2020 Corvette Stingray Coupe Review: The Thrill of a Lifetime on Four Wheels
This thrill of a lifetime didn’t come without some sacrifice. I burned my hands during this 300-mile venture into the desert, sun beating down on my mitts through the windshield. My lower back took a bit of a hit too, but that could just be aging or the thrust of hitting top speeds in the 2020 Corvette Stingray coupe.
Either way, it was all totally worth it …
Departing Los Angeles right around noon, all eyes are on the Corvette Stingray everywhere we drive. Not only is the Sebring Orange an ode to the speed and straight fire of this flashy coupe, but the mid engine design — you know, where the engine sits behind the seats — turns heads on every street, highway, and desert road. It’s undoubtedly one of the coolest features of the Stingray, a total showstopper in fact.
To be honest, I’ve never driven a car so compact and low to the ground, so there’s a bit of a learning curve for the first few miles. Learning to trust the vehicle as much as my own senses, I quickly adapt to the rearview camera and moving side view mirrors, which tilt down when the Stingray goes in reverse.
But this drive is all about forward motion, and after meandering the streets of downtown Los Angeles, it’s straight to I-10 west, heading toward Joshua Tree National Park, the destination of this speedy jaunt.
Early on in the drive, traffic is so dense that I don’t have a chance to open up the 6.2 liter V8 engine, but just outside Covina, the road clears, and I instantly gun it, hitting that 60 mph mark (and then some) in less than three seconds.
See, the 2020 Corvette Stingray coupe isn’t just about speed and grace. It’s also about responsiveness. Whenever I want this car to fly, it flies. And when I need it to slow a bit, it obliges my every command.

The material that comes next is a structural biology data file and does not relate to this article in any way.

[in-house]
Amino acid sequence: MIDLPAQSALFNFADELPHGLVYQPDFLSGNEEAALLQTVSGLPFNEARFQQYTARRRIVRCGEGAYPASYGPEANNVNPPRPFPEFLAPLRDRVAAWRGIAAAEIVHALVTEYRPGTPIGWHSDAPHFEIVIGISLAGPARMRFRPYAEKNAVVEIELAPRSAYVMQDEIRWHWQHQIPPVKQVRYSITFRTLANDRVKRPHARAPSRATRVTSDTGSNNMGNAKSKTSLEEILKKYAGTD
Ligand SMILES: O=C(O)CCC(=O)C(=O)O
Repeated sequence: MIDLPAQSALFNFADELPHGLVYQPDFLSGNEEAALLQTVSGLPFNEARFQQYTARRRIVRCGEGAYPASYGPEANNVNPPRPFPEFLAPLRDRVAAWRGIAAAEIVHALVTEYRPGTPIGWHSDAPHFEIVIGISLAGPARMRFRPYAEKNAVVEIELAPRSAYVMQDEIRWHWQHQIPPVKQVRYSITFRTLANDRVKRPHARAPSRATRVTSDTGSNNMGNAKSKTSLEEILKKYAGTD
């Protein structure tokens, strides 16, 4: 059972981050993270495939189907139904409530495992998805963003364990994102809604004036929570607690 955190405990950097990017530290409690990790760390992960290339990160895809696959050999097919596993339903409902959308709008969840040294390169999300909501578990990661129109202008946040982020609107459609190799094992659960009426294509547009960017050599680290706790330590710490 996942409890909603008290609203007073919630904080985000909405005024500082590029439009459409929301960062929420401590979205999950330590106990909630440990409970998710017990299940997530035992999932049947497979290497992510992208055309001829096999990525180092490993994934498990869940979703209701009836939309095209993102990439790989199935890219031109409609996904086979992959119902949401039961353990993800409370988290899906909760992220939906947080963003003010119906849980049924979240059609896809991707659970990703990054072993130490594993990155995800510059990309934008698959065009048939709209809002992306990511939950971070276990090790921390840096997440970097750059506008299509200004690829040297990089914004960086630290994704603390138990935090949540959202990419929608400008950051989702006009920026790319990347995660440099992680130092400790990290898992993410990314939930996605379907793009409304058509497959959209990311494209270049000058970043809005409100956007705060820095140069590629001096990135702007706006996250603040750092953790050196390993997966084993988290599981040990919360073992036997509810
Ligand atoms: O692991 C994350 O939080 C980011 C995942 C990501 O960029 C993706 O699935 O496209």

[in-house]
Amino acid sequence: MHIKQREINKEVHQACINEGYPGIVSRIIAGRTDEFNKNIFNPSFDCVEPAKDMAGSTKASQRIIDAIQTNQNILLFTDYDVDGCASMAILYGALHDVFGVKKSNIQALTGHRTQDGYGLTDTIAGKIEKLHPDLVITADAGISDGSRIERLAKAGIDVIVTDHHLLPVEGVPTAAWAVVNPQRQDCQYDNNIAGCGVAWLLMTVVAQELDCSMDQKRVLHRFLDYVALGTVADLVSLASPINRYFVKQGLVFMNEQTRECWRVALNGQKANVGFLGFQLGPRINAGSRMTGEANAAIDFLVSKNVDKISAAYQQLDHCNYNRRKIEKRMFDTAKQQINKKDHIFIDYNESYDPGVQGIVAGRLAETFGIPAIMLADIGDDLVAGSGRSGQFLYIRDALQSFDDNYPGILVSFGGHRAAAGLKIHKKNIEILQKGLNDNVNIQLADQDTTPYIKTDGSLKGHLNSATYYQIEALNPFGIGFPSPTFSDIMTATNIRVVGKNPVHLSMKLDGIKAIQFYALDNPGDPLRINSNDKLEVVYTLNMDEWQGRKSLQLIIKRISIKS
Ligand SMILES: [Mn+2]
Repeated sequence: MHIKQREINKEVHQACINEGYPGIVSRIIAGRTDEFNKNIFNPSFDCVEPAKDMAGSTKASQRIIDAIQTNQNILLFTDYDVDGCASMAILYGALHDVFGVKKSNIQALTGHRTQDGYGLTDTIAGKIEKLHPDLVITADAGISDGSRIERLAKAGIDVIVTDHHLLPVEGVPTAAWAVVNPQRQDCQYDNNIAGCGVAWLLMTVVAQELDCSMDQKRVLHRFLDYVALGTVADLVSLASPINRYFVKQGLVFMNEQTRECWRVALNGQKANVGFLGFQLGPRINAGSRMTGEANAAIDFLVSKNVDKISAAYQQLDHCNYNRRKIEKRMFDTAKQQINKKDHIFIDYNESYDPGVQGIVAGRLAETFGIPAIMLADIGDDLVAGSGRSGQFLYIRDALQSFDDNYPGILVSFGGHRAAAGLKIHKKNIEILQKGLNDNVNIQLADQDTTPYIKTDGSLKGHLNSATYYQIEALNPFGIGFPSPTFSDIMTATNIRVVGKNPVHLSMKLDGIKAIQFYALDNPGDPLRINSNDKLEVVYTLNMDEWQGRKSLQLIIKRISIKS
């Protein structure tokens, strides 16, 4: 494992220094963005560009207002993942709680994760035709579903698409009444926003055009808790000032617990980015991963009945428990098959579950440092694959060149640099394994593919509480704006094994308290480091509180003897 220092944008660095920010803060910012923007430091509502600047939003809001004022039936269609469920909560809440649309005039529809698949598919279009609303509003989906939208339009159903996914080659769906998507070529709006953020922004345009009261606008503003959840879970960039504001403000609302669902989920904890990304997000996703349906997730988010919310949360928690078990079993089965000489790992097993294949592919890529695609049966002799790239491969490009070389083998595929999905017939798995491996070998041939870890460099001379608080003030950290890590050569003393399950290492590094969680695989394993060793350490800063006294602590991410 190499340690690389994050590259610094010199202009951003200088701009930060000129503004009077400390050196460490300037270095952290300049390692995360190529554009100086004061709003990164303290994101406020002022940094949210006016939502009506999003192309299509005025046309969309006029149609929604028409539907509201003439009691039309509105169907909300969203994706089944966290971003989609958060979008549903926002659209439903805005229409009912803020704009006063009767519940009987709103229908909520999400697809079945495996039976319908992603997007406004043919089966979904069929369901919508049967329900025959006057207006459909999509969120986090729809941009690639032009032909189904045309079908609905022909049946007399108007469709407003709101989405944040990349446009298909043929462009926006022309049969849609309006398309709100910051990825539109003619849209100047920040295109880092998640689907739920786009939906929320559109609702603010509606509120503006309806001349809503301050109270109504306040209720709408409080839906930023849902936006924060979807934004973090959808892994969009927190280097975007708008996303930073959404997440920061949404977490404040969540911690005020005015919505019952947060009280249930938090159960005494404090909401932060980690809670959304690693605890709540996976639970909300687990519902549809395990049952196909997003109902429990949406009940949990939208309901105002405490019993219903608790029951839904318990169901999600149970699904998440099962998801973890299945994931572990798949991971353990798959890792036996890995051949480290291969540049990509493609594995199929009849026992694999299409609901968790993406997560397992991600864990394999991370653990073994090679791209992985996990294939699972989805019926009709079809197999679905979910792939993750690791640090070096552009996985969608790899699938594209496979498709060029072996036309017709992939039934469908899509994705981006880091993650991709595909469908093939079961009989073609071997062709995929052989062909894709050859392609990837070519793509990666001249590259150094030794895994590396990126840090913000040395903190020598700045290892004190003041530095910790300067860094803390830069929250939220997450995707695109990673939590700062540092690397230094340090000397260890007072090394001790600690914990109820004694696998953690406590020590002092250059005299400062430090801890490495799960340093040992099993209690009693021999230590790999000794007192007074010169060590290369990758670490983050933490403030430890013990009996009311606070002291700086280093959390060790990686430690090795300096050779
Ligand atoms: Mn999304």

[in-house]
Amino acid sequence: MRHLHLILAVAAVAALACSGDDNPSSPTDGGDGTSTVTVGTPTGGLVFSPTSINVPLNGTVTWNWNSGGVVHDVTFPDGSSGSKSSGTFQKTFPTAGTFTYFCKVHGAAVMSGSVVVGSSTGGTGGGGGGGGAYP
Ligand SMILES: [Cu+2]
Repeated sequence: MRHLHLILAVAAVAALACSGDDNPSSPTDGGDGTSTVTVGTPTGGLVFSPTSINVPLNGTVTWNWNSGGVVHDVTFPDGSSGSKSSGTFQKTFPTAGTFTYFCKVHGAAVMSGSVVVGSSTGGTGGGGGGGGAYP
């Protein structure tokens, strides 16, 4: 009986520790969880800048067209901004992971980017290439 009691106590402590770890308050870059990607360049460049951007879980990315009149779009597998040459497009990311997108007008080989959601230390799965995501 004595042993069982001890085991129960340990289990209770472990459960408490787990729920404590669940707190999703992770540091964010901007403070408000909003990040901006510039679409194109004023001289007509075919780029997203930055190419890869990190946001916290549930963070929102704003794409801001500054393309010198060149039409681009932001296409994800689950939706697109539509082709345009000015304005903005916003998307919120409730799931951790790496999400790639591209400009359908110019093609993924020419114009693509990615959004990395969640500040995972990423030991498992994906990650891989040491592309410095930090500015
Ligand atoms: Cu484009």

Now on Route 62, heading into the Yucca Valley, I push the engine just a little bit more to feel the intensity of the 495 horsepower and the 470 pound feet torque. This is an exceptional machine, unlike any vehicle I’ve ever commanded, and with the power and speed comes immense control of the road. There’s never a moment where I feel like the car is driving me. I’m always at the helm, and having quite a bit of fun pushing the limits of the Corvette Stingray, well into the triple-digit range.
Taking a moment to gas up before entering Joshua Tree National Park, I’m faced with my first conundrum on this drive. Sitting in the car at the pump, I can’t quite figure out how to open the door from the inside.
With no handle on the door to pull, I search around the cabin, but nothing quite stands out. There’s a brief moment of panic and disbelief, but feeling around the floor, I see a lever — with so many hidden bells and whistles in this sportscar why not go for it?
I decide to give the lever a pull, and fortunately it opens up the driver side door. Immediately afterward, my companion points to a push button on the door. Apparently that also does the trick.